The Shrinking Lump of Labor

by Andrew McAfee on August 20, 2012

John Markoff has a fascinating long article in Sunday’s New York Times about the ever-greater capabilities of today’s industrial robots (and I don’t just say nice things about the piece because Markoff quotes from Race Against the Machine). He reports from places as diverse as a Philips factory in Holland, the plant where Tesla roadsters are made in California, and a grocery warehouse in Newburgh, New York.

In these and other facilities, he observes the same trend; robots and other modern machinery doing tasks that until quite recently used to be done by humans. These include assembling precision devices full of tiny parts; grabbing products off shelves, assembling them into a giant cube for shipping, then wrapping it in plastic sheeting; and loading and unloading trucks full of packages. This last example is particularly striking; the boxes can weigh as much as 130 pounds, and the robot senses them not with a high-end vision system, but instead with hardware based on Microsoft’s Kinect, which retails for less than $150. Cheap, powerful sensors are one of the reasons that, as Markoff writes, “Robot manufacturers in the United States say that in many applications, robots are already more cost-effective than humans.”

The article concisely states the one big potential problem with this relentless technological progress: “The ascension of robots may mean fewer jobs are created in this country, even though rising labor and transportation costs in Asia and fears of intellectual property theft are now bringing some work back to the West.” And, I’ll add, even though the companies that buy these robots are part of healthy, growing industries.

If and when this happens, more and more sectors of the US economy will look like the manufacturing industry, where output (in constant 2005 dollars) has been growing steadily over time, and employment falling:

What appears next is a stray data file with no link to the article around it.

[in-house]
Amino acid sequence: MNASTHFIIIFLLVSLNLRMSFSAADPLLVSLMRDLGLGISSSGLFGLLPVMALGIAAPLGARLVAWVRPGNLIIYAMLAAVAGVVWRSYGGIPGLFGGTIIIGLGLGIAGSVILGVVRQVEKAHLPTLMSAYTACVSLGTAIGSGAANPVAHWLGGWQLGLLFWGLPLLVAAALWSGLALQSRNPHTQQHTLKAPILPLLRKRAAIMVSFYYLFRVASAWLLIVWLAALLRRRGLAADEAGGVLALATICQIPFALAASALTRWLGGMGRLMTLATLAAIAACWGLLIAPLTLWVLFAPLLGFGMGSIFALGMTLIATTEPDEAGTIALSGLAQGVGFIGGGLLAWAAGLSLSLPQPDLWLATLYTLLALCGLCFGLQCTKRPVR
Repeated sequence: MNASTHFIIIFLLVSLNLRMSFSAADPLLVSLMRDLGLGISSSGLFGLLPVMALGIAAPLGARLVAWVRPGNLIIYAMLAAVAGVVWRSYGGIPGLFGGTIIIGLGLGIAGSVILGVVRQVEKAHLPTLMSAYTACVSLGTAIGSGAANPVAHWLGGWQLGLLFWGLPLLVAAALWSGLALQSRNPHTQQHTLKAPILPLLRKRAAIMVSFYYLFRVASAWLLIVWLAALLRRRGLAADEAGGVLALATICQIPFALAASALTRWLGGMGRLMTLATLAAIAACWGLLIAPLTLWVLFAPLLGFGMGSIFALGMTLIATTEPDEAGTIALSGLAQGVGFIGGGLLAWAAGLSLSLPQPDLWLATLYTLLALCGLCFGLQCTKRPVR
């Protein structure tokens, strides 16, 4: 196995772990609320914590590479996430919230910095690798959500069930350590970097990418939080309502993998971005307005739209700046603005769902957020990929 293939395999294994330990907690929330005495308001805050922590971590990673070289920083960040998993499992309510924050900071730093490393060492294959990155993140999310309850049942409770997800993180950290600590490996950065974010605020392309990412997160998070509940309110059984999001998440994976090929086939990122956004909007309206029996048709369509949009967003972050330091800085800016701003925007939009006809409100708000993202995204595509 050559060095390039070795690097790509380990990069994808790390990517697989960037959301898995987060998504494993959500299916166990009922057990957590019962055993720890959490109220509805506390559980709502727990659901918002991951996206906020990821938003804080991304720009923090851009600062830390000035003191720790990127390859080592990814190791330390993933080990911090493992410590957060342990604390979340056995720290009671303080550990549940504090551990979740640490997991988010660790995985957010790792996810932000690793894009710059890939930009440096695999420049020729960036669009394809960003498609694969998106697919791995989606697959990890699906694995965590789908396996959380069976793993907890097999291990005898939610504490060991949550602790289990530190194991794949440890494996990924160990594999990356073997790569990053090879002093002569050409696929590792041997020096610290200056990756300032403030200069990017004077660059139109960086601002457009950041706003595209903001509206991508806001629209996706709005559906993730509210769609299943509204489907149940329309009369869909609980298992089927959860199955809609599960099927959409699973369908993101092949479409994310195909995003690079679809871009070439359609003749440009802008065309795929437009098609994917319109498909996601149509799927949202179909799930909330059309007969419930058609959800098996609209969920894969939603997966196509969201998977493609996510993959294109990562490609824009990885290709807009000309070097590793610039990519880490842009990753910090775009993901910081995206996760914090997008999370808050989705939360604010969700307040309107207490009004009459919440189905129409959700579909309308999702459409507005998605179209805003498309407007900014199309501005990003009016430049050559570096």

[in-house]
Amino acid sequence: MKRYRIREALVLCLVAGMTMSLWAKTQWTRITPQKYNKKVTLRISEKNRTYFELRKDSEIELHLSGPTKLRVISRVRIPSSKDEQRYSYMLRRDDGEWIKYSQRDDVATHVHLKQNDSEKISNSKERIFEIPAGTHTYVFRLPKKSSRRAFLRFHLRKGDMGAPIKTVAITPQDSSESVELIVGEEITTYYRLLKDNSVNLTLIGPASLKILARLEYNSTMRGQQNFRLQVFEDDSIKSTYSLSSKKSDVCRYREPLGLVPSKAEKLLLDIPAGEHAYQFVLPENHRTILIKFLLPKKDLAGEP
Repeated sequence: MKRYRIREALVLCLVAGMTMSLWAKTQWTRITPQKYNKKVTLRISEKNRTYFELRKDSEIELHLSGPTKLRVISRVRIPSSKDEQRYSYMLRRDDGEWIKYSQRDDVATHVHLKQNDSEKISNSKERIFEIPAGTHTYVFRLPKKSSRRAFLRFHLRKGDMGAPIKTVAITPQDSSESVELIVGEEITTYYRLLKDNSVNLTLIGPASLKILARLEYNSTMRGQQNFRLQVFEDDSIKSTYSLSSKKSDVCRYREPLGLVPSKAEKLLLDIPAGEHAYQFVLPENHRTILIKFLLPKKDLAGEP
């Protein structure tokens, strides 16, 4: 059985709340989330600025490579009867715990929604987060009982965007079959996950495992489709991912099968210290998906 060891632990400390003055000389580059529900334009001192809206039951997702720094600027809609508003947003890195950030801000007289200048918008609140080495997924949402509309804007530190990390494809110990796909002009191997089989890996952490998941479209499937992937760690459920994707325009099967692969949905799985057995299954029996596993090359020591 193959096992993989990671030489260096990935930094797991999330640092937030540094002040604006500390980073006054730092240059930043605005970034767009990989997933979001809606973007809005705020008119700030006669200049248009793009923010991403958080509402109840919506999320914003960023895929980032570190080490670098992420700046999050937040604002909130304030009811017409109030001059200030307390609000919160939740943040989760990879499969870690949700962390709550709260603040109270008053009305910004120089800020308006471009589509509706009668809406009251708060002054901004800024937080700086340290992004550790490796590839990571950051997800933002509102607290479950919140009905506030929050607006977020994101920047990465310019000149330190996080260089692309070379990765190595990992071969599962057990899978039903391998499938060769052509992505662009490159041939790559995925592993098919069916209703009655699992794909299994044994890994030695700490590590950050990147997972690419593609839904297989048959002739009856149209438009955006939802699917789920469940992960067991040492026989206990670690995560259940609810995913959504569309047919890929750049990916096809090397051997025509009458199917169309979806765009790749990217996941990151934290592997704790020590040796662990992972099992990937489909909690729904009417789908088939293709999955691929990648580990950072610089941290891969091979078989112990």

Sources: UN (for mfg. value added), BLS (for employment)

The conventional explanation for this phenomenon — and the one I believe — is productivity growth. Michael Mandel and a few others debate this, and highlight instead the role that offshoring to China and elsewhere plays in inflating the value added number, and so overstating productivity growth. As Mandel writes, “ongoing research from a new policy brief from the Progressive Policy Institute shows that the official statistics have significantly overstated GDP and productivity growth since 2007.”

But the graph above makes clear that American manufacturing value added was rising while American manufacturing employment was falling for a long time before 2007. In fact, both have been going on since the early 1980s (well before China emerged as a global economic powerhouse), with remarkable steadiness.

So offshoring and globalization aren’t the real drivers here; domestic productivity growth is. American manufacturers have been figuring out how to produce ever-more stuff while employing ever-fewer people for a while now. Markoff’s article makes clear that this trend is far from played out.

Because of advances in sensors, software, chips, and the other components of robots, and because of lots of innovating and tinkering with them, the industries that deal with physical products — distribution, transportation, wholesaling, and so on — are about to become a lot more productive. My guess is that their output-vs.-employment graphs are going to start to look a lot like the manufacturing one above.

And because of similarly impressive advances in artificial intelligence, machine learning, crowdsourcing, and exploitation of Big Data, the same will in the near future be true of industries that deal with virtual products like knowledge, information, media, decisions, and communication. In many cases, their employment will start to trend downward even as their output rises over time.

I don’t know of any economic law that prevents this from happening. Yes, I’m aware of the “lump of labor fallacy.” But I think the more up-to-date fallacy is the assumption that a growing industry means that there will be more work for people to do, rather than for ever-more capable machines to do. The graph above shows that this has clearly not been the case for US manufacturing over the past 30 years.

In an era of astonishing technological progress, why won’t the same be true for other industries in the US and elsewhere? If you have some faith that employment must keep rising as output does, please leave a comment and explain where it comes from. Because the evidence, both past and present, is making me a skeptic.



  • Tom Walker